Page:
Our chapter is a bit lengthy this morning, but let’s read it and then make a few observations:
We are then told the story of a classic fool. In fact, if you looked up the word “fool” in the dictionary, you would find Nabal’s picture there! He was very wealthy (1000 goats and 3000 sheep) and he had an intelligent and beautiful wife by the name of Abigail (vv. 1-3).
In contrast Nabal was “surly and mean in his dealings” (v. 4).
David sends 10 young men to Nabal to remind him that David and his army had treated Nabal’s shepherds kindly and did not steal from them when they were in Carmel. David asks that Nabal to be favorable toward his men and to give “your servants and David whatever you can find for them” (v. 8).
Nabal answers David rudely, asking “Who is this David?” He said that many servants are breaking away from their masters these days. He asks, “Why should I take my bread and water and meat and give it to men coming from who knows where?” (v. 11).
This report from his men infuriates David and he has 400 of his men prepare to attack Nabal! (v. 13).
Abigail recognizes Nabal’s foolishness and is told that David’s soldiers had been very good to Nabal’s men and had been “a wall around us the whole time” (v. 16). The servant encourages Abigail to see what she can do because “disaster is hanging over our master and his whole household. He is such a wicked man that no one can talk to him” (v. 17).
Abigail acted quickly, collected many goods to give to David, and meets him on his way to attack her husband. David vows to kill all of Nabal’s men. But Abigail falls at David’s feet, pleads for pardon, and acknowledges that her husband is a fool! (v. 25). She convinces David not to avenge himself and to forgive her for her intercession (v. 28).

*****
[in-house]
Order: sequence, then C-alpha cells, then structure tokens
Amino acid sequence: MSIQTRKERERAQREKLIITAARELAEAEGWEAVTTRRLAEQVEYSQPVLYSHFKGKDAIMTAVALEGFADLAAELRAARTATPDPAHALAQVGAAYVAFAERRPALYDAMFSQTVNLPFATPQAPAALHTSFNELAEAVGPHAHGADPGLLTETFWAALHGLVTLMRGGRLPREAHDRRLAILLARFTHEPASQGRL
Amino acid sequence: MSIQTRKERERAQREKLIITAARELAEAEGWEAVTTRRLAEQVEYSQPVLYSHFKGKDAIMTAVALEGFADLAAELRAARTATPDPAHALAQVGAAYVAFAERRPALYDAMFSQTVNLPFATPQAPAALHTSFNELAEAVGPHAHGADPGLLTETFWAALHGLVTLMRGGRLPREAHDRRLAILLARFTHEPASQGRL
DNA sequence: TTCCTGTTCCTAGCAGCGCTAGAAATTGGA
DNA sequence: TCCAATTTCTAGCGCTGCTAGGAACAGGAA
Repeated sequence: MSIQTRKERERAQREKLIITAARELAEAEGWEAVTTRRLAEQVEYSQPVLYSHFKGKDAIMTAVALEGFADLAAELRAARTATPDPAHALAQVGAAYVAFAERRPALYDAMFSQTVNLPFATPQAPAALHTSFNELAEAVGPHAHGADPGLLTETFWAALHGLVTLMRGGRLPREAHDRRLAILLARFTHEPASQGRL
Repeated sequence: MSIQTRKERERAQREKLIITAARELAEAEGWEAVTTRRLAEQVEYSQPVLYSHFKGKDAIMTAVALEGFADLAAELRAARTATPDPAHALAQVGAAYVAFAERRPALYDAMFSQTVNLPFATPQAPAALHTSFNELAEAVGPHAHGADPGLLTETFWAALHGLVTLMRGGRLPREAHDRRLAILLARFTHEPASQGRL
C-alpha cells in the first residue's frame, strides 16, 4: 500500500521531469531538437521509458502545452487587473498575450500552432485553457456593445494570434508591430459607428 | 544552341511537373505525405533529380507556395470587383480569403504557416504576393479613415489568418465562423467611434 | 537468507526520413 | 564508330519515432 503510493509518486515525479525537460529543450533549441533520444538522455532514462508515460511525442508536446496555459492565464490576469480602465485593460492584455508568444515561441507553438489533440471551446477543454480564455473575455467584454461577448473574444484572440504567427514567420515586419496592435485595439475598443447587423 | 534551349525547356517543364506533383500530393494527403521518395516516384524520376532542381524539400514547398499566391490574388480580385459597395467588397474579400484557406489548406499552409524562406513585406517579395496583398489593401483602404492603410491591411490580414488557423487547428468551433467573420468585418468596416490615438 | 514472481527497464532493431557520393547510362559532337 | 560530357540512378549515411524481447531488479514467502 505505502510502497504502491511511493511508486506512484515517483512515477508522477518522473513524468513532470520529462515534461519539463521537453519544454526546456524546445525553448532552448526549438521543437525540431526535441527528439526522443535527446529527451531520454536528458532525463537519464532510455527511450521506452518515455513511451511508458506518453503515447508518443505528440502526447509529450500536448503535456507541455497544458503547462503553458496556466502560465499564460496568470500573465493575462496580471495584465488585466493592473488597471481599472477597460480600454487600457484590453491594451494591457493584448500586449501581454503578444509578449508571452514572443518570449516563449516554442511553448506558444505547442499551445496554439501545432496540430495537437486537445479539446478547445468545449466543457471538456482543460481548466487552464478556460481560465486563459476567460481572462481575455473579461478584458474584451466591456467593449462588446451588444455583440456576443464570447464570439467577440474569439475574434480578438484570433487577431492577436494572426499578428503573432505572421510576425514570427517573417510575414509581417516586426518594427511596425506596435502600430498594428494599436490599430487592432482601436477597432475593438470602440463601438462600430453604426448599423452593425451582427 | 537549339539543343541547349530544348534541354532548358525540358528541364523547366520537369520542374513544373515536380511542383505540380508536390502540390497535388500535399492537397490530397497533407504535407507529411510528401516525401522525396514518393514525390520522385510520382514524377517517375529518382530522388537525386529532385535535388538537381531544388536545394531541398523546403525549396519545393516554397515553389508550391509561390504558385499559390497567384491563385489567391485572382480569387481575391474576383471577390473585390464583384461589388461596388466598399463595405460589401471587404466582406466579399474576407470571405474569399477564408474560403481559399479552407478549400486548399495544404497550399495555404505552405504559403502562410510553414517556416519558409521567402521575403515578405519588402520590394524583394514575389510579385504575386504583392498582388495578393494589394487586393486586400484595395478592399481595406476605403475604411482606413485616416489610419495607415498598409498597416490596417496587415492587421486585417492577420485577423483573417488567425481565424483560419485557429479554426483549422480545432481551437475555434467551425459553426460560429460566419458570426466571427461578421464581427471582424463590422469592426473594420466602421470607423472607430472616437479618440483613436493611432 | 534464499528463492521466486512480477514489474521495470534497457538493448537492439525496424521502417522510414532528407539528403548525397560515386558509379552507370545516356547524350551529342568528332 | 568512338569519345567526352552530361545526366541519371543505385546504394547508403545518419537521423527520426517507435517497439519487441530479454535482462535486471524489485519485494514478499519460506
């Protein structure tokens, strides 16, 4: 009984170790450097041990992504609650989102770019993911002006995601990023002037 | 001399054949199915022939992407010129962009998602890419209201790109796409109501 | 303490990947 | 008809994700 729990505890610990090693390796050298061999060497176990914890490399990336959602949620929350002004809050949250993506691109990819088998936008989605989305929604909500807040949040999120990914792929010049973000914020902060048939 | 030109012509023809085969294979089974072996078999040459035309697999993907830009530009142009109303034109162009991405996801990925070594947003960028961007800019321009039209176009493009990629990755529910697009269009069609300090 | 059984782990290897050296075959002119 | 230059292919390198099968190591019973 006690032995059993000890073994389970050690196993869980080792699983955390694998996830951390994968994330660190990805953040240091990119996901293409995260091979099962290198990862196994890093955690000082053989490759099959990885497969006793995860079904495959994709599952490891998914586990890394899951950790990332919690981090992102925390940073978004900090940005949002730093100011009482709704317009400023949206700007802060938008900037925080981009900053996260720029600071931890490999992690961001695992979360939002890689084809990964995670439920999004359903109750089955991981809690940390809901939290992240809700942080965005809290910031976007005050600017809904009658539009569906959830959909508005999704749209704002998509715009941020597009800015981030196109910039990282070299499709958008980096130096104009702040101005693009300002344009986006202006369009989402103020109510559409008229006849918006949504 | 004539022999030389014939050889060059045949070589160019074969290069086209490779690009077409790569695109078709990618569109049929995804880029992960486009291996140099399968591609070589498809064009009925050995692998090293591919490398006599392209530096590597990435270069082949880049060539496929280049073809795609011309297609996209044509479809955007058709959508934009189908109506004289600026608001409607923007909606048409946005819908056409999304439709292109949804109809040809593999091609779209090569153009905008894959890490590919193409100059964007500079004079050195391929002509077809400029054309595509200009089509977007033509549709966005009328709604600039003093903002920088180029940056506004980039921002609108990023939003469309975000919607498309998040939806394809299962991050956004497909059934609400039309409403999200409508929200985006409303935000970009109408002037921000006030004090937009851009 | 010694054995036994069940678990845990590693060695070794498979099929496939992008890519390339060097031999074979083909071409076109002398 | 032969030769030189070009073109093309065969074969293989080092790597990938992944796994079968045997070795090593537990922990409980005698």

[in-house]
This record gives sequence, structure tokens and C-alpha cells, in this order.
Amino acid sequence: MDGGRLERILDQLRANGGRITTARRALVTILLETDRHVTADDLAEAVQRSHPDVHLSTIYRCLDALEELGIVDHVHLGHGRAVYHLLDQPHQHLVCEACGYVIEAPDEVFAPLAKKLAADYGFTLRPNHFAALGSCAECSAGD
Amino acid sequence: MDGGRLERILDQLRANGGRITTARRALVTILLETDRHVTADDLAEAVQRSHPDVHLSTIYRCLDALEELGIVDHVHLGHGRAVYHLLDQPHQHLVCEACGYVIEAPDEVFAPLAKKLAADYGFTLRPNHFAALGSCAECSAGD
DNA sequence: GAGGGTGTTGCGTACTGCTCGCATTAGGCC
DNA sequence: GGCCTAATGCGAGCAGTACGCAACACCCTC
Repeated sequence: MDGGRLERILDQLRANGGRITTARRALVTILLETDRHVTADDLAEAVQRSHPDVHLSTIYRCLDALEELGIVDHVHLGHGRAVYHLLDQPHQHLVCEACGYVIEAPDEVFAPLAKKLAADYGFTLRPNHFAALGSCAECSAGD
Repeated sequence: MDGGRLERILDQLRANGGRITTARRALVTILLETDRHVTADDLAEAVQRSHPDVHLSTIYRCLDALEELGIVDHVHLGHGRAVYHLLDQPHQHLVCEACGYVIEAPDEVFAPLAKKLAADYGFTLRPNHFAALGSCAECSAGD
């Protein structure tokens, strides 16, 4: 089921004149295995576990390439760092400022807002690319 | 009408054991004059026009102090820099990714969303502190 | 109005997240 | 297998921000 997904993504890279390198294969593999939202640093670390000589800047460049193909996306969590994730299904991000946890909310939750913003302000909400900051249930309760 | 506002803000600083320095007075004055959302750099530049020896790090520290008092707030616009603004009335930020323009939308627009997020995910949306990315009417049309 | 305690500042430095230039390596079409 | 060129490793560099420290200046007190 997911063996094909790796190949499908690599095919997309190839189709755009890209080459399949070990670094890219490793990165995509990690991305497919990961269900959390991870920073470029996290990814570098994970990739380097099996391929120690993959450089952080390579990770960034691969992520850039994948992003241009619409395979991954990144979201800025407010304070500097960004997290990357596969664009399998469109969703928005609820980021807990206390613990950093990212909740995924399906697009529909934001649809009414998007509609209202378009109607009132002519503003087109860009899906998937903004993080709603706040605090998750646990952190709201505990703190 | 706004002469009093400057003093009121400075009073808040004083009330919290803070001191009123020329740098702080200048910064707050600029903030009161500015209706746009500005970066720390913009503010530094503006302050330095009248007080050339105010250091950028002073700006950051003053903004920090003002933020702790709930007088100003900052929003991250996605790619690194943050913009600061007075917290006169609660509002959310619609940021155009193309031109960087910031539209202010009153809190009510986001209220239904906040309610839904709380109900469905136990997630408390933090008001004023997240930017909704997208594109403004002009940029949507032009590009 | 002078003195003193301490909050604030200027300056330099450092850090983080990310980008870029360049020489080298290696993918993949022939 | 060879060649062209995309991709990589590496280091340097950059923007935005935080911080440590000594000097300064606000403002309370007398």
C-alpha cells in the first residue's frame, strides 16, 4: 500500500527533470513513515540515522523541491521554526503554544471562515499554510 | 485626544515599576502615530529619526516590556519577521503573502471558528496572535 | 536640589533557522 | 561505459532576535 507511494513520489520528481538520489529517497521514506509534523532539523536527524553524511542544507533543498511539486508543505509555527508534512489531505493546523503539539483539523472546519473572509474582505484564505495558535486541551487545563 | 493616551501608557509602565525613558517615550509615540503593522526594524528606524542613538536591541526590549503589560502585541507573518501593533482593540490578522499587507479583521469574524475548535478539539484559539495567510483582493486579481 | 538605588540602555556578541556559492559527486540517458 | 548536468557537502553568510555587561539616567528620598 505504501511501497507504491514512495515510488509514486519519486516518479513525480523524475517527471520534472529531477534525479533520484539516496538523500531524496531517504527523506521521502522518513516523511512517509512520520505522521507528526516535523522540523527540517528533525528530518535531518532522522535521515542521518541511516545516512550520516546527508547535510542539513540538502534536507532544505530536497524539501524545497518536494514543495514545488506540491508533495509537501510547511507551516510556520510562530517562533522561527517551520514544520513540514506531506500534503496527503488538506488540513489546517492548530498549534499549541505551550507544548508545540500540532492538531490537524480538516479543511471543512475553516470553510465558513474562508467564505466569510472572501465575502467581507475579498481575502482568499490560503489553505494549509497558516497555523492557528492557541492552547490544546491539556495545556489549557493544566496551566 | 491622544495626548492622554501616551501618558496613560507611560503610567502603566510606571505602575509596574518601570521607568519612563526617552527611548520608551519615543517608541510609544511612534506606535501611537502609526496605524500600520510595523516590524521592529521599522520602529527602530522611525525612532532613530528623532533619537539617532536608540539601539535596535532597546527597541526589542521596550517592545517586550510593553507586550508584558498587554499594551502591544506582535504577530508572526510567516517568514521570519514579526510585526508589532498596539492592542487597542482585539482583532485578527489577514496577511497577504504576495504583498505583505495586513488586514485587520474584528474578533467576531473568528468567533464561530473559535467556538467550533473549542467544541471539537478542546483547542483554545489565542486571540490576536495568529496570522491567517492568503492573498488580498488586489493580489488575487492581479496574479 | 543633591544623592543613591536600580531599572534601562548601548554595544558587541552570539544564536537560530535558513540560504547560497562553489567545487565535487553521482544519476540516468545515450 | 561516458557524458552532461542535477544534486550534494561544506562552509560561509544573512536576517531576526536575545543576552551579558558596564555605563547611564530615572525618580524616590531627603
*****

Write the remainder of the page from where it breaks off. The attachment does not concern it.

She predicts a lasting dynasty for David and asks that he not pursue “the staggering burden of needless bloodshed of vengeance” (v. 31).
David listens to Abigail, accepts her gifts, and sends her home (v. 35). Abigail finds Nabal at a banquet, drunk as a skunk. She tells him everything the next morning and he dies about ten days later (“the Lord struck Nabal and he died” – v. 38).
David rejoices at Nabal’s death, saying the Lord “has brought Nabal’s wrongdoing down on his own head” (v. 39). He then takes Abigail as his wife (vv. 40-42). We are also told that David had also married Ahinoam and he now had two wives. But Saul had given his daughter Michal, “David’s wife,” to Paltiel son of Laish (v. 44).